NEW DELHI: The government’s push for a less-cash economy after demonetisation has made digital payments popular. The number rose 55 per cent in 2016-17 against a 28 per cent growth during the five-year period ending 2016, according to government think tank NITI Aayog.
As smartphones get cheaper and data prices go down, a large number of Indians are taking to smartphones and using them for making payments.
The sudden surge in digital payments also increases the risk of cyber theft as new users don’t take all the required precautions for safe transactions.
Disguised as a useful apps, the trojan secretly loads malicious code onto the device. Once the app is activated, the trojan clicks on web pages with Wireless Application Protocol (WAP) billing, a form of mobile payment that charges costs directly to the user’s mobile phone bill. The trojan silently subscribes the phone to a number of services.
This trojan had not been observed for a while, but in Q2 of 2017 it became surprisingly common, hitting mobile phones mostly in India and Russia.
Smartphones are riskier than desktops as they are easier to target. According to a Kaspersky security bulletin, there was a sudden spurt in malware attacks on Android devices in 2016.
Since there is no escape from making online payments in today’s world, you must take adequate precautions to keep your money safe. Below are 10 steps that can ensure safe online payments:
1. Search the Internet carefully
When you are looking for product reviews or price comparisons on a search engine, you run the risk of unintentionally clicking on a ‘poisoned’ search result that can lead you to malware instead of your intended destination. Poisoned search results are created by cyber criminals who use search engine optimisation tricks—called Black SEO—to manipulate search results to insert malicious links. Tools such as Kaspersky’s URL Advisor or third-party browser add-ons such as Web of Trust can help you avoid poisoned links and malicious websites.
2. Type, don’t click
Type the URL in the address bar instead of clicking a link to go to your chosen retailer’s website. It may take a little more effort, but this simple action can help avoid visiting fake and malicious websites. Ensure that the link starts with ‘https’. The ‘s’ symbolises a secure site. Make sure there is a padlock symbol in the browser window frame whenever you visit a payment site.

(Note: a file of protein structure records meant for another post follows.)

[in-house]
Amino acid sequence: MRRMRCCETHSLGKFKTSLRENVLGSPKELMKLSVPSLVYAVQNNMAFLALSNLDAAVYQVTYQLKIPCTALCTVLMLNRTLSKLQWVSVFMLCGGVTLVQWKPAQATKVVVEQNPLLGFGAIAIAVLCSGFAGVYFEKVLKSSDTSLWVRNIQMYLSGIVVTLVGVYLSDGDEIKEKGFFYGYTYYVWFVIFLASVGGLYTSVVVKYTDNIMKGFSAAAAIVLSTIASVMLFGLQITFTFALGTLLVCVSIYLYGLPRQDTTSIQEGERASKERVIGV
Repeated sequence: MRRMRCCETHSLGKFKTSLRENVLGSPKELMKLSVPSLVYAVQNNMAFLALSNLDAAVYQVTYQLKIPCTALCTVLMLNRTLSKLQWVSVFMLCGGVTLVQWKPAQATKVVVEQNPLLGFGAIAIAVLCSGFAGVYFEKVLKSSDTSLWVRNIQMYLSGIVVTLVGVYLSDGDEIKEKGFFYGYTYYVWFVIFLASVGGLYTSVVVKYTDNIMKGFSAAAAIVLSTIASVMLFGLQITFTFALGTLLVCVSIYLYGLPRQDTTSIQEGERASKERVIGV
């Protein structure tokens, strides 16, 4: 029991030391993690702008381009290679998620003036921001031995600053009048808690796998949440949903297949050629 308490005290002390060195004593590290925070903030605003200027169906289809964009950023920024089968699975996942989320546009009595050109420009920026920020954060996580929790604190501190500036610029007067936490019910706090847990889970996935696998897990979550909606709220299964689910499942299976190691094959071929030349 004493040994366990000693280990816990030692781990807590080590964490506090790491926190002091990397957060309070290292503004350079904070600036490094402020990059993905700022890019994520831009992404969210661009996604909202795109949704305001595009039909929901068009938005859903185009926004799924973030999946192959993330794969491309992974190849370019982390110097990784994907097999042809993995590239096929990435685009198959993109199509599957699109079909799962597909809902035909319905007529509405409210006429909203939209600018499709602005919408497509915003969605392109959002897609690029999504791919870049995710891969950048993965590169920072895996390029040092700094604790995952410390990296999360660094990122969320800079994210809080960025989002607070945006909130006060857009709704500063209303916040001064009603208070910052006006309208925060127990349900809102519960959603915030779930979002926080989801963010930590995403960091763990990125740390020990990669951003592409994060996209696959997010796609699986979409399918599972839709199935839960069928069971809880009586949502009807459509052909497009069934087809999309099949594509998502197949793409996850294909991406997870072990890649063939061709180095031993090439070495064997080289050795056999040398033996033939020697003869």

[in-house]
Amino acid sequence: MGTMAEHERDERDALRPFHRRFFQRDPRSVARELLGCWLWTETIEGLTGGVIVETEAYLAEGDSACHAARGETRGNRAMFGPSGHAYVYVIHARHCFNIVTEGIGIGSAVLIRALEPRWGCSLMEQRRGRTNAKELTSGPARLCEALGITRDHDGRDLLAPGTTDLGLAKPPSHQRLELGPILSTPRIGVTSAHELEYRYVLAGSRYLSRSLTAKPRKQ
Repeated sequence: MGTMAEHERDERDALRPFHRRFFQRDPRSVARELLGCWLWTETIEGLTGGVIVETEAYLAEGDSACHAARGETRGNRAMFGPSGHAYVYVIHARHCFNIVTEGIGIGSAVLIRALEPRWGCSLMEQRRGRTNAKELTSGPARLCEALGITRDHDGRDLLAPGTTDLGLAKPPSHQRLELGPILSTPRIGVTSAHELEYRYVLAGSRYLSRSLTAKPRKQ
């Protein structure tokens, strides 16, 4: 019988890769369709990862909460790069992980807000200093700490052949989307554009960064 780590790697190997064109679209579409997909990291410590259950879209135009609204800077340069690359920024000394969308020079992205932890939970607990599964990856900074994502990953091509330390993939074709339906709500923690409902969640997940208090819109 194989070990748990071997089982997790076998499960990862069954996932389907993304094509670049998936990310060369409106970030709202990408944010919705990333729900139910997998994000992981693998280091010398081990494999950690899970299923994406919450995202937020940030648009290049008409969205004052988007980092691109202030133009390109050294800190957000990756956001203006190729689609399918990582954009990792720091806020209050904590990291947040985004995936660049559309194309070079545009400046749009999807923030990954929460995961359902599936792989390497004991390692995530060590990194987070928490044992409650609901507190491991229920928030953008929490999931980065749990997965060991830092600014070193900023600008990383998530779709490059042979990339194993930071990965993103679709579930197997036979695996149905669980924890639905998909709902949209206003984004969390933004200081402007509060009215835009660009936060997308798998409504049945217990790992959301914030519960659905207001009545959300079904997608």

3. Get a temporary credit card
Some credit card companies issue temporary credit card numbers for their customers. These temporary numbers are meant for one-time purchases. Even if the information is stolen, it is of no use. However, you cannot use them for purchases that require regular payments and auto-renewal. In that case, use a credit card that has a low limit.
4. Use a dedicated computer
You can keep a computer solely for financial transactions. Install Google Chrome with HTTPS enforcement and also a trusted anti-virus programme. Keep the dedicated computer clean: don’t use it for casual surfing or social networking.
5. Use a dedicated email address
Create an email address only for online shopping. This can help you reduce the risk of opening potentially malicious email or spam messages which are disguised as various kinds of notifications or sales promotion.
6. Use a password manager
A password manager can help you deal with multiple accounts. A manager encrypts passwords which would otherwise be in plain text. A manager will also help you avoid a common mistake—keeping one password for all your accounts. Some antivirus and Internet security products include password management and password security features.
7. Avoid public Wi-Fi/computers
Never do financial transactions on a public Wi-Fi. Hackers can intrude easily into a public WI-Fi network and steal your login details. If you need to make a financial transaction when you are out, use your own mobile phone network.
8. Keep your data to yourself
Don’t save your bank and personal details in a browser or a payment site. Type the information whenever you make a transaction. Don’t forget to log out every time you log in.
9. Avoid apps that you can’t trust
Often, smartphone apps carry malware. If you are not sure of an app, don’t download it instantly. Spend a little time reading about it, going through its terms and conditions and knowing what current users say about it. Only download apps from the official app store.
10. Buy from a reputed merchant
Before making payments online, make sure your merchant is reputed and trusted. Websites of many small merchants are not secure enough to prevent data theft. If you think the merchant is not trustworthy, don’t pay online. Opt for cash on delivery.
(This article is from the series on ‘Dangers of a connected world’)